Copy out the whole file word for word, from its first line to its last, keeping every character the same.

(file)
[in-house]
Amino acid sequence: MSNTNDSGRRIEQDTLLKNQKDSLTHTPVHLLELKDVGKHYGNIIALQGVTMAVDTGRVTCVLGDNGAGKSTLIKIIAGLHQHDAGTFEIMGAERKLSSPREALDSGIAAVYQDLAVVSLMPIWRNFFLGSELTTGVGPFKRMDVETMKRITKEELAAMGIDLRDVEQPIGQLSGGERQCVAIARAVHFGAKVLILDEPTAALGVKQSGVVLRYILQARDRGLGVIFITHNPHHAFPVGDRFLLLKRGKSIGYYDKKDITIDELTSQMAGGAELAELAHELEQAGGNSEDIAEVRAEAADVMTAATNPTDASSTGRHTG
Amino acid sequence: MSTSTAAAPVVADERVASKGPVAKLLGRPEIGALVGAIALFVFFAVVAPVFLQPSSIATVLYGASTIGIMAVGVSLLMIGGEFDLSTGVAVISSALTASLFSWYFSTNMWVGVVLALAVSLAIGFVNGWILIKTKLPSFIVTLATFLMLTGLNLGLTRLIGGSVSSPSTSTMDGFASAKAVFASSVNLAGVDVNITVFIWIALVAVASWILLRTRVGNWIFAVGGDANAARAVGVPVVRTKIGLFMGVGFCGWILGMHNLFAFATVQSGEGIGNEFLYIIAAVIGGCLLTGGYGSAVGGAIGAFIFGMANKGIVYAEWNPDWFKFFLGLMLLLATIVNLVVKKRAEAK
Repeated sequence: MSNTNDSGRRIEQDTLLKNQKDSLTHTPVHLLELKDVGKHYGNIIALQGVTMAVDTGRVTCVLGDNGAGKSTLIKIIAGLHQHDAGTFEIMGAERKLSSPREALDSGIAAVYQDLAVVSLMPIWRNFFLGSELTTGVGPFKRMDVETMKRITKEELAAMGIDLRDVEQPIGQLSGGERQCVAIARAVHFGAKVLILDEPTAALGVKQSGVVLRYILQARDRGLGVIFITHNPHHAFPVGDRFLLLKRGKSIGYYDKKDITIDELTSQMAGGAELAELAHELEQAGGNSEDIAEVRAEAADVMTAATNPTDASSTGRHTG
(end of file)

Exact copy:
[in-house]
Amino acid sequence: MSNTNDSGRRIEQDTLLKNQKDSLTHTPVHLLELKDVGKHYGNIIALQGVTMAVDTGRVTCVLGDNGAGKSTLIKIIAGLHQHDAGTFEIMGAERKLSSPREALDSGIAAVYQDLAVVSLMPIWRNFFLGSELTTGVGPFKRMDVETMKRITKEELAAMGIDLRDVEQPIGQLSGGERQCVAIARAVHFGAKVLILDEPTAALGVKQSGVVLRYILQARDRGLGVIFITHNPHHAFPVGDRFLLLKRGKSIGYYDKKDITIDELTSQMAGGAELAELAHELEQAGGNSEDIAEVRAEAADVMTAATNPTDASSTGRHTG
Amino acid sequence: MSTSTAAAPVVADERVASKGPVAKLLGRPEIGALVGAIALFVFFAVVAPVFLQPSSIATVLYGASTIGIMAVGVSLLMIGGEFDLSTGVAVISSALTASLFSWYFSTNMWVGVVLALAVSLAIGFVNGWILIKTKLPSFIVTLATFLMLTGLNLGLTRLIGGSVSSPSTSTMDGFASAKAVFASSVNLAGVDVNITVFIWIALVAVASWILLRTRVGNWIFAVGGDANAARAVGVPVVRTKIGLFMGVGFCGWILGMHNLFAFATVQSGEGIGNEFLYIIAAVIGGCLLTGGYGSAVGGAIGAFIFGMANKGIVYAEWNPDWFKFFLGLMLLLATIVNLVVKKRAEAK
Repeated sequence: MSNTNDSGRRIEQDTLLKNQKDSLTHTPVHLLELKDVGKHYGNIIALQGVTMAVDTGRVTCVLGDNGAGKSTLIKIIAGLHQHDAGTFEIMGAERKLSSPREALDSGIAAVYQDLAVVSLMPIWRNFFLGSELTTGVGPFKRMDVETMKRITKEELAAMGIDLRDVEQPIGQLSGGERQCVAIARAVHFGAKVLILDEPTAALGVKQSGVVLRYILQARDRGLGVIFITHNPHHAFPVGDRFLLLKRGKSIGYYDKKDITIDELTSQMAGGAELAELAHELEQAGGNSEDIAEVRAEAADVMTAATNPTDASSTGRHTG